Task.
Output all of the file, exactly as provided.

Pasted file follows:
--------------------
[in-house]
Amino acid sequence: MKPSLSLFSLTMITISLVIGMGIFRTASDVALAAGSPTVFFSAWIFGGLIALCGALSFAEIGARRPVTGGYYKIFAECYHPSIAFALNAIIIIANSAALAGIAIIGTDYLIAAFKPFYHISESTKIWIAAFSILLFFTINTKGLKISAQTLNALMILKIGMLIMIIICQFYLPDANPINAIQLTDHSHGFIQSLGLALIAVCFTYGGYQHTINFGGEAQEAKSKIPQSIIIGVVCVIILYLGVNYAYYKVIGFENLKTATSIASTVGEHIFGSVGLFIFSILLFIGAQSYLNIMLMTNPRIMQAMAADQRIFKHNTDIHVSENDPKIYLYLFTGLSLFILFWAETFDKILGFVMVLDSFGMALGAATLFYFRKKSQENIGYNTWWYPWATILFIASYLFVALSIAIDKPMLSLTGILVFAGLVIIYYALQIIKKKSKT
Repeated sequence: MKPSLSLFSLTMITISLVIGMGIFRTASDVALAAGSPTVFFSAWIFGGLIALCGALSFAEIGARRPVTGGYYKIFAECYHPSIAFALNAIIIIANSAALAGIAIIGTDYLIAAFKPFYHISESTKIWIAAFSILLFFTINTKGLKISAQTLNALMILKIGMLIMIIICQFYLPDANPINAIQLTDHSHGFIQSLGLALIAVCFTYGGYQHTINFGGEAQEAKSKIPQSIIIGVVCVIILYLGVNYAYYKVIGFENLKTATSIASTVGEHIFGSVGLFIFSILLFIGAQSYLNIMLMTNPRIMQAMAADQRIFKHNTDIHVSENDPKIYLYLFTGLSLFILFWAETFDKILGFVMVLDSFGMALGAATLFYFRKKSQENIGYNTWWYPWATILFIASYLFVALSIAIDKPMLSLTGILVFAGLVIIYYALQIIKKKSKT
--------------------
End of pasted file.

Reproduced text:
[in-house]
Amino acid sequence: MKPSLSLFSLTMITISLVIGMGIFRTASDVALAAGSPTVFFSAWIFGGLIALCGALSFAEIGARRPVTGGYYKIFAECYHPSIAFALNAIIIIANSAALAGIAIIGTDYLIAAFKPFYHISESTKIWIAAFSILLFFTINTKGLKISAQTLNALMILKIGMLIMIIICQFYLPDANPINAIQLTDHSHGFIQSLGLALIAVCFTYGGYQHTINFGGEAQEAKSKIPQSIIIGVVCVIILYLGVNYAYYKVIGFENLKTATSIASTVGEHIFGSVGLFIFSILLFIGAQSYLNIMLMTNPRIMQAMAADQRIFKHNTDIHVSENDPKIYLYLFTGLSLFILFWAETFDKILGFVMVLDSFGMALGAATLFYFRKKSQENIGYNTWWYPWATILFIASYLFVALSIAIDKPMLSLTGILVFAGLVIIYYALQIIKKKSKT
Repeated sequence: MKPSLSLFSLTMITISLVIGMGIFRTASDVALAAGSPTVFFSAWIFGGLIALCGALSFAEIGARRPVTGGYYKIFAECYHPSIAFALNAIIIIANSAALAGIAIIGTDYLIAAFKPFYHISESTKIWIAAFSILLFFTINTKGLKISAQTLNALMILKIGMLIMIIICQFYLPDANPINAIQLTDHSHGFIQSLGLALIAVCFTYGGYQHTINFGGEAQEAKSKIPQSIIIGVVCVIILYLGVNYAYYKVIGFENLKTATSIASTVGEHIFGSVGLFIFSILLFIGAQSYLNIMLMTNPRIMQAMAADQRIFKHNTDIHVSENDPKIYLYLFTGLSLFILFWAETFDKILGFVMVLDSFGMALGAATLFYFRKKSQENIGYNTWWYPWATILFIASYLFVALSIAIDKPMLSLTGILVFAGLVIIYYALQIIKKKSKT